I’m about ot grill some xhicken, and my wife just came home with some Jumbo Prawns. I’ve nver grilled prawns, anybody got some advice? These stil have there shells if that matters.
Yes. Leave the shells on! Some people disagree with this, but they help hold in the juices, in case you leave them on the grill too long. They actually need very little cooking time. We don’t get prawns on the East Coast, so I’m guessing, based on shrimp, but probably 3 or 4 minutes on the first side, and 2 or 3 on the second side. It depends on how jumbo they really are and how hot the fire is. I assume they turn pink, like shrimp, when they’re cooked, so at least you can judge by the color.
Do I need to prepare them some way or should I put them directly on the grill, I also have skewers if that helps. They’re about 5 inches pretty big IMHO.
Marinading in a mix of lime juice and EV olive oil, with some salt, pepper, chilli and ginger is good, but not necessary. Grilling, however, can dry prawns out quite quickly.
Otherwise, high heat and a short time, or they’ll dry out. Skewer them if you want them straight - if you don’t, they’ll curl when you cook them.
Try marinading them in a margarita mix next time. Someone suggested this to me not too long ago, and WOW!
I did it virgin, not sure how alcohol would affect the cooking.
Any way you do it, though, you are in for a treat. Be sure and give your wife a big sloppy kiss.
What is the difference between prawns and shrimp anyway? I always thought that “shrimp” was just what yanks referred prawns as. Is there a difference in the two? Freshwater “prawns” are referred to as “yabbies” here.
BigNik, in terms of marinating, what’s considered a good length of time for prawns? I’ve heard shorter times are needed for shellfish versus longer times for items such as beef or the like.
NoClueBoy, interesting idea about the margarita mix. I can’t wait to try that one.
Depends on all sorts of things, but the main two are how much you trust your providore and how strong you want the flavours.
In a mild marinade, you might consider leaving them overnight as long as you trust the guy you bought them from implicitly. If there’s an outside chance they may not have been caught that morning, don’t do this.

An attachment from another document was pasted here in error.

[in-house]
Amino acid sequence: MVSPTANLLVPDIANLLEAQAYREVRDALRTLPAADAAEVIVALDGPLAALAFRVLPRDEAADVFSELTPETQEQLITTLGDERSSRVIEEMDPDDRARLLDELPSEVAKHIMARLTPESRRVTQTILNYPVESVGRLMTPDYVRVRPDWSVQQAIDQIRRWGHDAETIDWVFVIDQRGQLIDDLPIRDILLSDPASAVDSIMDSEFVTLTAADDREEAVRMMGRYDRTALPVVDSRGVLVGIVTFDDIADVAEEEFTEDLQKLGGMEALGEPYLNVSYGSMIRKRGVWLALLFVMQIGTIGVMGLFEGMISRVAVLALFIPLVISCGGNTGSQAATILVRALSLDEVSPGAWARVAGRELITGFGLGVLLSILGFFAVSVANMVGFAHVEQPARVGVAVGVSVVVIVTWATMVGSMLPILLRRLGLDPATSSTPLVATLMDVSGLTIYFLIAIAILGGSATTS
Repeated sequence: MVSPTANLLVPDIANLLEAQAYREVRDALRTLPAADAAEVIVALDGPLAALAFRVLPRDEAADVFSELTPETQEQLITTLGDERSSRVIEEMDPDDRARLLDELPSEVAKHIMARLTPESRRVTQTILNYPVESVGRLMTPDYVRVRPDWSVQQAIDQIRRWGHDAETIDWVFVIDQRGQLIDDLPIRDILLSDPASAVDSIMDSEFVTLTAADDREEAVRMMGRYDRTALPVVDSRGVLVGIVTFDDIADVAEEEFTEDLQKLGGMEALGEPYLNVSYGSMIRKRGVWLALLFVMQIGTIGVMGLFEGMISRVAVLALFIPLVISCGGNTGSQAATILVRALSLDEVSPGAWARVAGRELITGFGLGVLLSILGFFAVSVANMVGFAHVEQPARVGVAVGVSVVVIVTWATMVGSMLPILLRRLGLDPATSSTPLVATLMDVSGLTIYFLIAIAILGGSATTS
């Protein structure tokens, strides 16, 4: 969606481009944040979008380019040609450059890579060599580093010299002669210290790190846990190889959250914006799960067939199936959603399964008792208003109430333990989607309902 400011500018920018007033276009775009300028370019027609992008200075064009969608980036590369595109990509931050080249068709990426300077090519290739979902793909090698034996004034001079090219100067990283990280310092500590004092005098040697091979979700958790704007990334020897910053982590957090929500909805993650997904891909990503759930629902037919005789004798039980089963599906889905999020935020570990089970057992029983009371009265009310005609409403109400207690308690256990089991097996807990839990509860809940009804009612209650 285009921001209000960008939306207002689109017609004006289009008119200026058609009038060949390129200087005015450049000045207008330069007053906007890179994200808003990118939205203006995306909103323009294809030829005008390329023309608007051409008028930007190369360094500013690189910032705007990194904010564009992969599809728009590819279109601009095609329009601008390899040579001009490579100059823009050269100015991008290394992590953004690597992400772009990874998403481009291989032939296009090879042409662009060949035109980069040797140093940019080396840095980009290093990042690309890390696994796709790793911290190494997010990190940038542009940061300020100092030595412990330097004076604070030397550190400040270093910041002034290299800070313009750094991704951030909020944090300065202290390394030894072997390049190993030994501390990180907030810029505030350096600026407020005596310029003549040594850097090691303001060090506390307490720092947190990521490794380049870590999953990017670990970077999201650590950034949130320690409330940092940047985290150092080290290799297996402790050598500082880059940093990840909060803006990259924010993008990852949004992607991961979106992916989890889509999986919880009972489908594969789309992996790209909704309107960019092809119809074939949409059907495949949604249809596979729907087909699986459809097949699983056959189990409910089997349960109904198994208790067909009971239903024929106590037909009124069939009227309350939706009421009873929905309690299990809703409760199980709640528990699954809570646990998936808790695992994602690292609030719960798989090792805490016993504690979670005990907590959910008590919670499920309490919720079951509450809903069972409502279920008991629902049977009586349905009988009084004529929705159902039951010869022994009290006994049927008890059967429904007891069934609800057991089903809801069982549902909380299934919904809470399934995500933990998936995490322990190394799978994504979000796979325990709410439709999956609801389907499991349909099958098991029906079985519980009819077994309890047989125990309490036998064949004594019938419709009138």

In a stronger marinade, especially one with chilli (thai, not jalapeno, please - sambal olek works well), a couple of hours should do.
Naturally, only marinade green prawns, not cooked prawns.
And everyone should know this, but it surprises me that there are people who don’t. Double-wrap the shells in plastic bags and freeze them until garbage night. If you don’t put the prawns in the garbage until then, they won’t start to stink.
A half hour in the marinade’s fine. And try lemon juice and olive oil, with plenty of salt and freshly-ground pepper. That’s how they do 'em in Rome.
And yes, high heat and very fast cooking. 1-2 minutes on a side should be enough.
I was under the impression that the yanks called yabbies “crawfish”. Anyone care to confirm one way or the other?
I just toss 'em on the grill (Carefully! You don’t want them falling through :)). The skewers will help keep them straight, as someone said.
Marinating won’t do much good (or harm) if you’re going to cook them in the shells. If you really want to marinate them, shell them first. But, be aware that any acidic ingredients in the marinade will “cook” them, to some degree. It can also make them mushy, so don’t overdo it. You’ll need to decrease the time on the grill, slightly.
There isn’t much difference between shrimp and prawns. My impression has always been that prawns are a different species and bigger than, say, Gulf Shrimp, but that may be in error, based on the quote below. As I said, I’m on the US East Coast, and I’ve never seen anything called a prawn. I can’t honestly say whether we get the same species, but it’s called by a different name, or not. I know Black Tiger Shrimp are sometimes called Black Tiger Prawns, but not around here.
Interestingly, at least if you’re a big enough geek, some people are now raising freshwater prawns here in the US. They are considered an exotic species, here, but it wasn’t clear from the websites I saw exactly which species they’re raising. Our native freshwater species are collectively known as crayfish, crawdads, or one of several other local names, such as mudbugs. They don’t generally get big enough to be what Stuffy described.
The terminology is confusing, though, even to those in the trade, because there are no real rules. From SimplySeafood.com
I don’t really agree with that last part, because, not only are about 2 dozen species sold commercially, some of them aren’t even in the same genus. But, for cooking purposes, it works.
I would just add be careful not to overcook or they will dry out - as soon as they have changed colour they’re done!
BigNik, your tip about freezing the shells depends on the weather - I used to do that when I first moved to London but soon realised that most of the year they freeze outside anyway…
And thank you Tony Barber’s Underwear (that conjures up a horrendous vision, by the way) for giving me a yabby craving. Damn.
(lame wisecrack coming up)
Let them sit in their cell for two days. Wake them up in the middle of the night, shine 3 bright lights in their beady little eyes, and keep saying “So why’d ya do it? We know ya did. Hey, anybody woulda. Just tell us and this’ll all be over. Y’know, my shift is over in an hour. Bruno takes over from me, and he’s an a***uck, you know what I mean?”